• Push-Ups: Set your hands palms-down on the ground slightly wider than shoulder-width apart, with your elbows pointed slightly back (from above your body should look more like an arrow than a T). To alleviate wrist pain, make sure your hands are spread wide open and they are directly under your shoulders. You could also use push-up handles, which not only provide a better angle for your wrists, but also make the pushup a more dynamic exercise. Generally your feet should also be shoulder-width apart – though you can place them however you are most comfortable – with your weight on your toes. Keep your body in a straight line, so that your butt is not sticking up in the air or sagging low. If you struggle to maintain that posture, clench both your butt and your abs, which will engage your core and help your body to keep the correct alignment. You should look slightly ahead of you – not straight down – so that if you went all the way down your chin would be the first part of your face to touch the ground. Keep your body in that straight line while lowering yourself to just above the ground and then raising yourself back up until your arms are straight. Aim for 10 reps at a time.
  • Planks: Place your body in the pushup position as described above, but this time place your forearms entirely on the ground, with your elbows placed directly underneath your shoulders and bent at a 90° angle, and look down towards the ground. For the exercise, simply hold this position for as long as you can without bending your hips. Aim for 30 seconds at a time. To make the exercise more difficult, alternate raising each foot off the floor for a few seconds at a time.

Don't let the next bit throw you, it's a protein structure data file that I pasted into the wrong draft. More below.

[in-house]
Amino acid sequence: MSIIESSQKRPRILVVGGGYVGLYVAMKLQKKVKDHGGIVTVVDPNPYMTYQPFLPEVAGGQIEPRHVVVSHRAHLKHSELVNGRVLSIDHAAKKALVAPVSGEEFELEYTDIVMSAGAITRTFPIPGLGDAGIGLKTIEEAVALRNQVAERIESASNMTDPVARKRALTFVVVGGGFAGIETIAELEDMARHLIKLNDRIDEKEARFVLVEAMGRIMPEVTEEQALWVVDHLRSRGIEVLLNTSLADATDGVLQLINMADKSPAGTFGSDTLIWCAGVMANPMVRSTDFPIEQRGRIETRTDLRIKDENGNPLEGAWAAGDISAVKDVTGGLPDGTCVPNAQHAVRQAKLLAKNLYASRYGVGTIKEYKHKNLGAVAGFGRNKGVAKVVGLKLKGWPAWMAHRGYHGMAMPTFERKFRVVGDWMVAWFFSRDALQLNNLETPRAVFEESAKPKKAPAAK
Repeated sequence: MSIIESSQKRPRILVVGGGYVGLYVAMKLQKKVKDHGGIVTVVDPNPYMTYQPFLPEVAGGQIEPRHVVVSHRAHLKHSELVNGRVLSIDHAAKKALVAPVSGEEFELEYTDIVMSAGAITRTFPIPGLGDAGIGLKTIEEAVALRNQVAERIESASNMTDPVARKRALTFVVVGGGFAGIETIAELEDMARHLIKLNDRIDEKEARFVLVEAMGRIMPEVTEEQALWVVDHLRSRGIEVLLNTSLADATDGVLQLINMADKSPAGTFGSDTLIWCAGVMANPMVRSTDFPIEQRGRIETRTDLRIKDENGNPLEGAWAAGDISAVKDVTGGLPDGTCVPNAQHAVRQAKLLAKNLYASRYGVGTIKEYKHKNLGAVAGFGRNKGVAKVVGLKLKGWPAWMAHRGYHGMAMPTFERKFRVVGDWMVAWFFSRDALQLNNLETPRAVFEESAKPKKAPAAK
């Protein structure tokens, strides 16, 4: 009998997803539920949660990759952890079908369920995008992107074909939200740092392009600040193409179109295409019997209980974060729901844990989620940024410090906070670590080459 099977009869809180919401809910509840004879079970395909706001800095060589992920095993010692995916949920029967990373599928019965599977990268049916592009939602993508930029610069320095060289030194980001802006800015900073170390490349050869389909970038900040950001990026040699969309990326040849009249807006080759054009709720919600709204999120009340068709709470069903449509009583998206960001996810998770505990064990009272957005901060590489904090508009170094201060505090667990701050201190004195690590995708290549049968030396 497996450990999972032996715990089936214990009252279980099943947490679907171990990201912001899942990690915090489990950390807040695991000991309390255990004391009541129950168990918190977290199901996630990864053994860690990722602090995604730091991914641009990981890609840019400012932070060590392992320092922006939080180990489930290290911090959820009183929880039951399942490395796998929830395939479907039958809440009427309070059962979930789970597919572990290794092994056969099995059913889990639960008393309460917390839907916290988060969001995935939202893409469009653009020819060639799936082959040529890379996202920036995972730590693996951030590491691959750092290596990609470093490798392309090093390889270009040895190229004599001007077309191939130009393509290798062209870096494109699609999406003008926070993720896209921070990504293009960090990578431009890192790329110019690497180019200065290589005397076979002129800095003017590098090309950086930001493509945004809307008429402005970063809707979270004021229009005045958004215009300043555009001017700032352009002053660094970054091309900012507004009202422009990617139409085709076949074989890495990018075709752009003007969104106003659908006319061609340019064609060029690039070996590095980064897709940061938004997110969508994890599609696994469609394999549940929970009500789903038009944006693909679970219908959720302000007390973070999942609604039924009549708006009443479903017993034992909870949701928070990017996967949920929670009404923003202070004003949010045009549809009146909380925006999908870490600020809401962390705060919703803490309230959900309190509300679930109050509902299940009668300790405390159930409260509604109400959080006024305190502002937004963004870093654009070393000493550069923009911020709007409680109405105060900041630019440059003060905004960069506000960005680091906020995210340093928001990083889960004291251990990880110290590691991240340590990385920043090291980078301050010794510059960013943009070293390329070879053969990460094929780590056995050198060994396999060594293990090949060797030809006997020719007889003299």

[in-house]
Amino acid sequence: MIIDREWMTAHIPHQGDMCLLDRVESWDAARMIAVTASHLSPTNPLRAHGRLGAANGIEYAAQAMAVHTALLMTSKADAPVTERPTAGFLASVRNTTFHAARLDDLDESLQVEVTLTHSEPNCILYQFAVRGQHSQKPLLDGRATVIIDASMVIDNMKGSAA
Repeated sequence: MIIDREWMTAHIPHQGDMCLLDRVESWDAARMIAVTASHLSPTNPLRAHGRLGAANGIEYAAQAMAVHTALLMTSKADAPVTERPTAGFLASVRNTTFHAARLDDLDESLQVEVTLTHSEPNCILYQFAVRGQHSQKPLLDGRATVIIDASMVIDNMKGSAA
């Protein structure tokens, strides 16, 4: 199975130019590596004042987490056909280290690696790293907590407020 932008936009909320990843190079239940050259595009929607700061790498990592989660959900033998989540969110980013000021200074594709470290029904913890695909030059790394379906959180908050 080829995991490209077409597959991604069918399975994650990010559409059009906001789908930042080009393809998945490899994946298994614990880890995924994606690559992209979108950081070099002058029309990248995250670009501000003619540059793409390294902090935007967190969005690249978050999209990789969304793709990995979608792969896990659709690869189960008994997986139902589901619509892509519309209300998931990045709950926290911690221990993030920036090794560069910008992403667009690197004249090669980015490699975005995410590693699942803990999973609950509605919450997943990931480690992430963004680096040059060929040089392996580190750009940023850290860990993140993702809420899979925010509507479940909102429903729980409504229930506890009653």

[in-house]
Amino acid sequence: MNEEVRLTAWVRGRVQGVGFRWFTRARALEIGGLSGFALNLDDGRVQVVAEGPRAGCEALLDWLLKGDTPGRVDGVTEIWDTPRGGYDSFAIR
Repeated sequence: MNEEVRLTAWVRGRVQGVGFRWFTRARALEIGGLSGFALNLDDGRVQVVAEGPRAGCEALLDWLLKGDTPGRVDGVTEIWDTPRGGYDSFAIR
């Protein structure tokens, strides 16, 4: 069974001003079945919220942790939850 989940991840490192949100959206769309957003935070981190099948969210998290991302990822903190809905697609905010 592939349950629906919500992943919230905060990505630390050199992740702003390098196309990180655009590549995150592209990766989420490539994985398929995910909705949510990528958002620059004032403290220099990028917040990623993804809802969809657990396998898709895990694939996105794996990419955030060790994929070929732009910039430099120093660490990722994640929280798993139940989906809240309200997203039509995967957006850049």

• Tip from the Trainer:  If you have issues with your wrists with either of these exercises, instead of laying your hands flat on the ground, flex your fingers to grip the ground (as if your were clawing it). If you encounter pain in any exercise, do not push through it! 

Strength Training: You probably won’t bring a bench press on the road with you, but dumbbells, kettlebells, and resistance bands are much easier to store and transport. Dumbbells and kettlebells are compact and versatile weights that allow you to perform a number of lifting, squatting, and swinging exercises. Men’s Fitness describes a 30-minute dumbbell program that is worth checking out, while Kettlebell Workouts lists 52 different kettlebell exercises that you could adopt. Alternatively, you could use resistance bands to perform suspension training, which involves stretching rubber or elastic bands that are hooked to a stationary object – like your parked rig – or held down by your feet. Resistance bands allow for many, many different kinds of exercises that allow you to conduct a complete full-body workout and are compact and easy to carry multiple options as you build your strength and up your resistance.

Stretching & Yoga: One of the best ways to keep your body loose and limber is to stretch, which improves blood circulation, burns fat, builds muscle, and prevents soreness. Shoulder shrugs (raising your shoulders to your ears and holding for 10 seconds before releasing, relaxing, and then repeating) and hand stretches (rotating your wrists left or right in a circle, or stretching your fingers) can be done while you are stopped at red lights. Front, back, and side bends can be done at any rest stop, and you may even consider yoga, which many truckers credit with helping them to destress and stay focused throughout the day. You can sign-up for access to short, no-mat yoga videos for drivers at MotherTruckerYoga.com.

Whether you do sit-ups, push-ups, cardio, strength training, or stretching, we hope we’ve provided you with an easy beginner guide to the simple exercises available to truckers on the job. And if you’re looking to purchase a truck or van that’s as healthy as you, Commercial Truck Trader can help connect you with the perfect unit. Finally, we want to hear from you – what do you do to stay fit on the road? Let us know in the comments below.

 

Ethan Smith HeadshotAbout the Author

Ethan Smith

Ethan is a Content Curator for Trader Interactive, serving the brands Commercial Truck Trader, Commercial Web Services, and Equipment Trader. Ethan believes in using accessible language to elevate conversations about industry topics relevant to commercial dealers and their buyers.